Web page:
STS operates a 3D printing service with several different printers. The service is currently free for residential students and can be used for personal or school projects.
3D printing at STS
STS’ primary focus for 3D printing is for class-related projects. Personal and non-academic requests will take secondary consideration and added to the print queue on a first-come first-served basis. At no time will STS print any object that could be considered offensive, dangerous or harmful to the students or the general public. In review of all print requests the following acceptable use policy serves as a guideline:
- Request must abide by all applicable local, state and federal laws and University policies
- Students will not be allowed to create unsafe, harmful, or dangerous objects or those which replicate such objects, or pose an immediate threat to the well-being of persons or property. Pursuant to University policy, no weapons or life-like replicas of weapons are allowed on campus, nor may anyone produce them in the STS area. This includes parts of weapons, ammunition, and defensive as well as offensive weapons or any object which is regulated
- STS shall not print any obscene or otherwise inappropriate objects which they determine, in their sole discretion, are inappropriate and not conducive for a learning environment
- STS, in its sole discretion, reserves the right to decline any print request for any reason
- STS will not create or print any object in violation of another’s intellectual property rights related to patented, trademarked or copyrighted materials
- Only authorized STS staff shall have access to and use of STS 3D Printers
- By utilizing the 3D printing service at STS, you are allowing your 3D prints to be used in advertisement and marketing for the 3D printer program.
- Students may not have more than 2 print requests open at the same time
Learn about 3D printing
What is it?
3D printing is one of the most commonly used terms for ‘additive manufacturing’, which is the process of creating a 3D object from digital data. There’s a variety of various 3D printing methods and uses in almost every industry today. You can read more about the technology and its history here or here.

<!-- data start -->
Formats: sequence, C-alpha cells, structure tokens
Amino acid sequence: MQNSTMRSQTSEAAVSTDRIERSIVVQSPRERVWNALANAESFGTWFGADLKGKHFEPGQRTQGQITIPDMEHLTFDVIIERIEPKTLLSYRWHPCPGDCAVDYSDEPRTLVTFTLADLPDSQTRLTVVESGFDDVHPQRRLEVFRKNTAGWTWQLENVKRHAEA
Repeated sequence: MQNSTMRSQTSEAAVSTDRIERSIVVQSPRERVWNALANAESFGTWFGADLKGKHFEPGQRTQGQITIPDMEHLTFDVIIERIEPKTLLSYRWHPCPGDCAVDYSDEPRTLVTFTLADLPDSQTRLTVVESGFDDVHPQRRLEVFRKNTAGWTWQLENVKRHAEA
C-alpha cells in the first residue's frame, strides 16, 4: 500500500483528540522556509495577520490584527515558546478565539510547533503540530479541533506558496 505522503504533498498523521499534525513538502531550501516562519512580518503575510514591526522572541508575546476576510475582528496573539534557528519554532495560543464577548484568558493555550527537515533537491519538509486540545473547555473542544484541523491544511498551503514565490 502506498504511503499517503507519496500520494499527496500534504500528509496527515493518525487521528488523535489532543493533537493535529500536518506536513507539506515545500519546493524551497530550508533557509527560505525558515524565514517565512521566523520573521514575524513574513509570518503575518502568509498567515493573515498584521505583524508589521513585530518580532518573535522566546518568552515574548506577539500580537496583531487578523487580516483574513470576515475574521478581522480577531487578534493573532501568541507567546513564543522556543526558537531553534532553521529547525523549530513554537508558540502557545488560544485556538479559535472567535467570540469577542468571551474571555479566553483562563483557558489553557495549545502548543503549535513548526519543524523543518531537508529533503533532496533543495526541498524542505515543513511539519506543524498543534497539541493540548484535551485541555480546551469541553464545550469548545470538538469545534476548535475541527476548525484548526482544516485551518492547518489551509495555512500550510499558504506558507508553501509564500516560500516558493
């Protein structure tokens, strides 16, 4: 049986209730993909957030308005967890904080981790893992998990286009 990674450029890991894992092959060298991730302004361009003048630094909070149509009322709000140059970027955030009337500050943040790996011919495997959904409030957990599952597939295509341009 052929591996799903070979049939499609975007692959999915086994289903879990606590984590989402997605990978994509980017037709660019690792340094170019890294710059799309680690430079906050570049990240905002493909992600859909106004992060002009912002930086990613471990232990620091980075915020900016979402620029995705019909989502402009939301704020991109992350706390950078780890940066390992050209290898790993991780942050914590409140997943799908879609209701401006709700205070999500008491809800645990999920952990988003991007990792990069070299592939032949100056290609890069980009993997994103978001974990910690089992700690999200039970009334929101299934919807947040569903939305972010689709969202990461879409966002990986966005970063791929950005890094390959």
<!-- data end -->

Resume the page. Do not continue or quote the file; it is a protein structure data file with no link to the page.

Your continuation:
How does it work?
Using CAD software, a 3D model is created (or modified from an existing model). The model is then imported into another software called a slicer. The slicing software is able to transform the model into a file format that 3D printers can read called gcode. The gcode file is then transferred to the 3D printer and is printed. After the object is printed, it often requires post-processing such as sanding or painting to reach its final form.
Why is it important?
3D printing is rapidly evolving into an interdisciplinary tool used beyond just engineering. With 3D printers and software becoming cheaper and easier to use, the barrier to entry for students, educators, and researchers has been lowered. It’s easy nowadays for people to download existing 3D models from websites or scan a real-world object to make a 3D file.
Who can use it?
3D printing has become increasingly popular in the professional, government, medical, and higher education industries within the last few years. In medicine, 3D printed instruments, implants, and external prostheses are being used in medical care to provide highly customized devices. Lawyers have used 3D printed models in product liability cases to provide courtroom evidence. Musicians are testing out 3D printed musical instruments, pushing the traditional mold of instruments into a new area.
How do I learn how to design and print files?
Where can I find 3D models?
How can I make my own 3D models?
There are many applications for creating 3D printing files these days. Some of the more popular ones are listed below:
- TinkerCAD = Beginner 3D CAD program that runs completely in the browser.
- AutoDesk Fusion 360 = A more advanced CAD software used by architects and engineers. Is free for educational use.
A more comprehensive list of 3D file editing tools can be found here.